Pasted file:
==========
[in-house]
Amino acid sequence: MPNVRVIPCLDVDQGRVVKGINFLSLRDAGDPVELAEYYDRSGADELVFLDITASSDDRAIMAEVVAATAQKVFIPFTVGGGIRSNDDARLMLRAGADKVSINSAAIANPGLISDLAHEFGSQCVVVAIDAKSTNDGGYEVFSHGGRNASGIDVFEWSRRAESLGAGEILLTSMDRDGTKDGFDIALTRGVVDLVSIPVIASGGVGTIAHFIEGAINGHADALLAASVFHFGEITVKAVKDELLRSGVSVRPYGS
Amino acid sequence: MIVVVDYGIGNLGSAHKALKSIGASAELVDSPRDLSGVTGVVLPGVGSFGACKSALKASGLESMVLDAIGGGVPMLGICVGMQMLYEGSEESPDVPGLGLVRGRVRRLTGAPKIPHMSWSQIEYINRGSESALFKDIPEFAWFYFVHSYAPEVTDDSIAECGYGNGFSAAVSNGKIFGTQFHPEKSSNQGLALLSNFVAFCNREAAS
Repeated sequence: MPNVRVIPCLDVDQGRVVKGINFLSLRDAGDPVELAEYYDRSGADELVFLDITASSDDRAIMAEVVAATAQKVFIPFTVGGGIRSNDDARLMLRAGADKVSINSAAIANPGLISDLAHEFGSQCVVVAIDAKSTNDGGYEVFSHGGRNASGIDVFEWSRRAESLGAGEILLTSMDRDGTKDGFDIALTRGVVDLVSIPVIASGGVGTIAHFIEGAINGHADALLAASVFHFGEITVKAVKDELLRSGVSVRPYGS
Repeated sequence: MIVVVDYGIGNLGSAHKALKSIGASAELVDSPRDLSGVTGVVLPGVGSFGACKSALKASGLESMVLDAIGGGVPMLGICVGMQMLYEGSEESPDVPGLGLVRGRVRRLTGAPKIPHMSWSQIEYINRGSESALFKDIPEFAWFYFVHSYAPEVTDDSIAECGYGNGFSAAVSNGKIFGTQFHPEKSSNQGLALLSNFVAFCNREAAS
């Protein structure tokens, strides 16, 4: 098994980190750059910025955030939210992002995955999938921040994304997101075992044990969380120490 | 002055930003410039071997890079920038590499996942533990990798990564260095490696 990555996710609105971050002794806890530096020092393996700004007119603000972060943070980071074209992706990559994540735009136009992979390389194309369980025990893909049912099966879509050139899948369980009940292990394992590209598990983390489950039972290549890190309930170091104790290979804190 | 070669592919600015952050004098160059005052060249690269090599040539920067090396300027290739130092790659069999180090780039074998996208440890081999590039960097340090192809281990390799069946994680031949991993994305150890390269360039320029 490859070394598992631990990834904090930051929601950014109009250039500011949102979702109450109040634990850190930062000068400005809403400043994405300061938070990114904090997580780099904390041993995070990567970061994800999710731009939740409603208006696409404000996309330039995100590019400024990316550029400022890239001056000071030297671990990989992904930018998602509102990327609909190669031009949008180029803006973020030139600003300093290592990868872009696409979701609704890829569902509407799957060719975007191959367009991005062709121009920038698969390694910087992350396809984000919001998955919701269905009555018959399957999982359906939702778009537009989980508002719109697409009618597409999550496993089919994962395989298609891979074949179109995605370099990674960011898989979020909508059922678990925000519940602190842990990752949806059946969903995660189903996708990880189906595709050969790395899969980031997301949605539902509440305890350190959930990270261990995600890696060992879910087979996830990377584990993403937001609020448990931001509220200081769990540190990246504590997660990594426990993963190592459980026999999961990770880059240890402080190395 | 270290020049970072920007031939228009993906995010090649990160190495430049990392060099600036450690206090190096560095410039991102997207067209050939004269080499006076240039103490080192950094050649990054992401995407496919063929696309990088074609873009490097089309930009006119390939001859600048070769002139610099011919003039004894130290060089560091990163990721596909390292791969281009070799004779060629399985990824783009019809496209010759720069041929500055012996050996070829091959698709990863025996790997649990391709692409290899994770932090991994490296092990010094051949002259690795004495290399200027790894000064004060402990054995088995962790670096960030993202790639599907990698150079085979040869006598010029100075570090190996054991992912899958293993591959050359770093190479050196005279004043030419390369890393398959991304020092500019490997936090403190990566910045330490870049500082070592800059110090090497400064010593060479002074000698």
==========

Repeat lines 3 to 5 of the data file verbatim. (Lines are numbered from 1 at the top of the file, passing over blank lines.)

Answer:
Amino acid sequence: MIVVVDYGIGNLGSAHKALKSIGASAELVDSPRDLSGVTGVVLPGVGSFGACKSALKASGLESMVLDAIGGGVPMLGICVGMQMLYEGSEESPDVPGLGLVRGRVRRLTGAPKIPHMSWSQIEYINRGSESALFKDIPEFAWFYFVHSYAPEVTDDSIAECGYGNGFSAAVSNGKIFGTQFHPEKSSNQGLALLSNFVAFCNREAAS
Repeated sequence: MPNVRVIPCLDVDQGRVVKGINFLSLRDAGDPVELAEYYDRSGADELVFLDITASSDDRAIMAEVVAATAQKVFIPFTVGGGIRSNDDARLMLRAGADKVSINSAAIANPGLISDLAHEFGSQCVVVAIDAKSTNDGGYEVFSHGGRNASGIDVFEWSRRAESLGAGEILLTSMDRDGTKDGFDIALTRGVVDLVSIPVIASGGVGTIAHFIEGAINGHADALLAASVFHFGEITVKAVKDELLRSGVSVRPYGS
Repeated sequence: MIVVVDYGIGNLGSAHKALKSIGASAELVDSPRDLSGVTGVVLPGVGSFGACKSALKASGLESMVLDAIGGGVPMLGICVGMQMLYEGSEESPDVPGLGLVRGRVRRLTGAPKIPHMSWSQIEYINRGSESALFKDIPEFAWFYFVHSYAPEVTDDSIAECGYGNGFSAAVSNGKIFGTQFHPEKSSNQGLALLSNFVAFCNREAAS